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Archive of posts published in the category: FindLaw
Apr
12

Defective Motor Vehicle Lawsuits – FindLaw

Motor vehicle defect cases include claims involving not only passenger automobiles, but also motorcycles, trucks, and vans. Unlike an ordinary personal injury claim for negligence after a motor vehicle accident, in order to establish a vehicle manufacturer or seller’s liability for a car defect, you do not need to show that they were careless.

Claims may be based on defects in:

  • The body and frame,
  • Brakes and braking system,
  • Cooling and temperature control system,
  • Electrical system,
  • Engine assembly,
  • Exhaust system,
  • Fuel system,
  • Lubrication system,
  • Passenger compartment,
  • Steering and suspension systems,
  • Transmission and drivetrain, and other parts and accessories.

Again, carelessness is not a requirement under the strict liability legal standard. Instead, liability in motor vehicle defect cases is controlled by the doctrine of strict liability. Regardless of what steps a manufacturer or dealer says it takes in designing, assembling, or handling a motor vehicle, you can make a strict liability claim based on a motor vehicle defect — without making any showing as to carelessness — if all three of the following conditions exist:

  • The vehicle or one of its components had an “unreasonably dangerous” defect that injured you. The defect can come into existence either in the design of the vehicle, during manufacture, during handling or shipment (i.e. delivery from the manufacturer), or through a failure to warn consumers of a dangerous aspect of the vehicle.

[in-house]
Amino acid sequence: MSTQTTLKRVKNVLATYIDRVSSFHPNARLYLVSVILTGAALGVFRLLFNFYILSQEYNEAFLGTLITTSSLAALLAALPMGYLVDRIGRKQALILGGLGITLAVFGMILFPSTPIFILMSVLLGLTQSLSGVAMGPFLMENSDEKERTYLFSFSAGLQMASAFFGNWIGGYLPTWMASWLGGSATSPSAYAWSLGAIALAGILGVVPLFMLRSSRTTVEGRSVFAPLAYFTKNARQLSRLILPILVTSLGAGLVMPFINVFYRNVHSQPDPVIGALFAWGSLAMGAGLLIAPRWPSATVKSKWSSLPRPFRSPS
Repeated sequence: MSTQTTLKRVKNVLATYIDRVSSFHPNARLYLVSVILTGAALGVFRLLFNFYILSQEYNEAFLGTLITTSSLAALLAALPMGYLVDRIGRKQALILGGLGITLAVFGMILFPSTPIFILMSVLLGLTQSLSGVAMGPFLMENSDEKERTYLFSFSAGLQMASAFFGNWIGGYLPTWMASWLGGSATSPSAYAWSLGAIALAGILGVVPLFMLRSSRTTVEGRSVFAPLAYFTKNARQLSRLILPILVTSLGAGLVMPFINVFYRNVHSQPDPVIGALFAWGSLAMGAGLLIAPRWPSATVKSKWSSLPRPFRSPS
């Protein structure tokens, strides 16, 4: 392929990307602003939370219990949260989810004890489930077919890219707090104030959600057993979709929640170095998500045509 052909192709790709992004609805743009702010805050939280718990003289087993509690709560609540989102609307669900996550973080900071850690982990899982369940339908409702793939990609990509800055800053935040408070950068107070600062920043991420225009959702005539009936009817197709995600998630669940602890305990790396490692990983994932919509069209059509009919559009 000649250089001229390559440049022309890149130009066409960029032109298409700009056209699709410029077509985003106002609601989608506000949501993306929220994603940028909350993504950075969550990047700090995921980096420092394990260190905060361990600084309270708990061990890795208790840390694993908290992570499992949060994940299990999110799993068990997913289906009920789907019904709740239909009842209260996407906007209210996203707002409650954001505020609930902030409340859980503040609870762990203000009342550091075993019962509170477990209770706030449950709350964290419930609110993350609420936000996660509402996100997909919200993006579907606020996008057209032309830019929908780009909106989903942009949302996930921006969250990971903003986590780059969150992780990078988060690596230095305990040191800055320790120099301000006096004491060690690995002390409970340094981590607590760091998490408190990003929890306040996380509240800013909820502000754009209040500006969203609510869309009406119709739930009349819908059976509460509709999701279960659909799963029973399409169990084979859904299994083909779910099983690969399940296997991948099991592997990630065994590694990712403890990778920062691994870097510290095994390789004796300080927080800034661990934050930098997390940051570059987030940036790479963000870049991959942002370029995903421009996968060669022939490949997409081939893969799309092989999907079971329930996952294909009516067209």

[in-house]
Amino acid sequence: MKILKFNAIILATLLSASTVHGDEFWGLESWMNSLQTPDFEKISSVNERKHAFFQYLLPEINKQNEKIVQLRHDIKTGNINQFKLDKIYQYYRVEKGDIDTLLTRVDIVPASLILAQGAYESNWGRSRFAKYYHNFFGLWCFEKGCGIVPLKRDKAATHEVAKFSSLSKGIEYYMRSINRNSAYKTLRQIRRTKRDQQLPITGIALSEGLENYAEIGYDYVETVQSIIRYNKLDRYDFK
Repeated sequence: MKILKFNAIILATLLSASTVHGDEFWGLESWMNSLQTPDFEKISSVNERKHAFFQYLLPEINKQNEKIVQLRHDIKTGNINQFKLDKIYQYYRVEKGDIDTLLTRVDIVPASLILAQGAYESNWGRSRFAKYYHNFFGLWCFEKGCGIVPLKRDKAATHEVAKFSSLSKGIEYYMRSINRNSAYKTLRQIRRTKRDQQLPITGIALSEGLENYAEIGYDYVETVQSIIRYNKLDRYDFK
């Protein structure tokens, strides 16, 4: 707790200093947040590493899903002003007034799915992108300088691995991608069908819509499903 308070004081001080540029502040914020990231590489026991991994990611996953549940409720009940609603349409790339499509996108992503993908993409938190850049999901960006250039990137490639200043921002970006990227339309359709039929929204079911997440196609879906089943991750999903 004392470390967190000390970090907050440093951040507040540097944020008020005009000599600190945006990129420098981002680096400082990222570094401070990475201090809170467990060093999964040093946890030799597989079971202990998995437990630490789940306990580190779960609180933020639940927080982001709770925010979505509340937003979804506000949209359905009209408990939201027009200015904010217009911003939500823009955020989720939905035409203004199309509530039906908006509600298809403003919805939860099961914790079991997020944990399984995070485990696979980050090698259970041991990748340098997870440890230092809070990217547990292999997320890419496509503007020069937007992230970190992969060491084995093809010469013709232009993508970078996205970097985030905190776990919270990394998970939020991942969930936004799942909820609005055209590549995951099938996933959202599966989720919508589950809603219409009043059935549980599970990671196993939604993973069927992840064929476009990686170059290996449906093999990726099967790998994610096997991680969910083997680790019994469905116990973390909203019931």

• The defect caused an injury while the vehicle was being used in a way that it was intended to be used. For example, you may not be able to recover if a sports sedan were used to cross a stream.
  • The vehicle had not been substantially changed from the condition in which it was originally sold. “Substantially” means in a way that affects how the vehicle performs.

Defenses to Defective Motor Vehicle Lawsuits

The vehicle manufacturer and/or the seller may have a defense to your strict liability claims, particularly if you have owned the vehicle for some time, if it can be shown that you knew about the defect but continued to use the vehicle anyway. This is usually established either through the vehicle’s condition (which the manufacturer’s or seller’s insurance company will be able to examine if you bring a claim) or from your own description of your use of the vehicle. In some states, a manufacturer or seller may also be able to defend against your motor vehicle defect claim under the theory that your contributory or comparative negligence was the cause of, or a factor in, your injuries.

Punitive Damages

A recent trend in vehicle product liability cases is to increase awards of punitive damages for those who successfully bring a claim against a manufacturer or seller. These punitive damages awards are above and beyond damages to compensate a plaintiff for his or her injuries, and can range into the tens of millions of dollars in certain instances. Punitive damages are

Apr
4

Bicycle Laws – FindLaw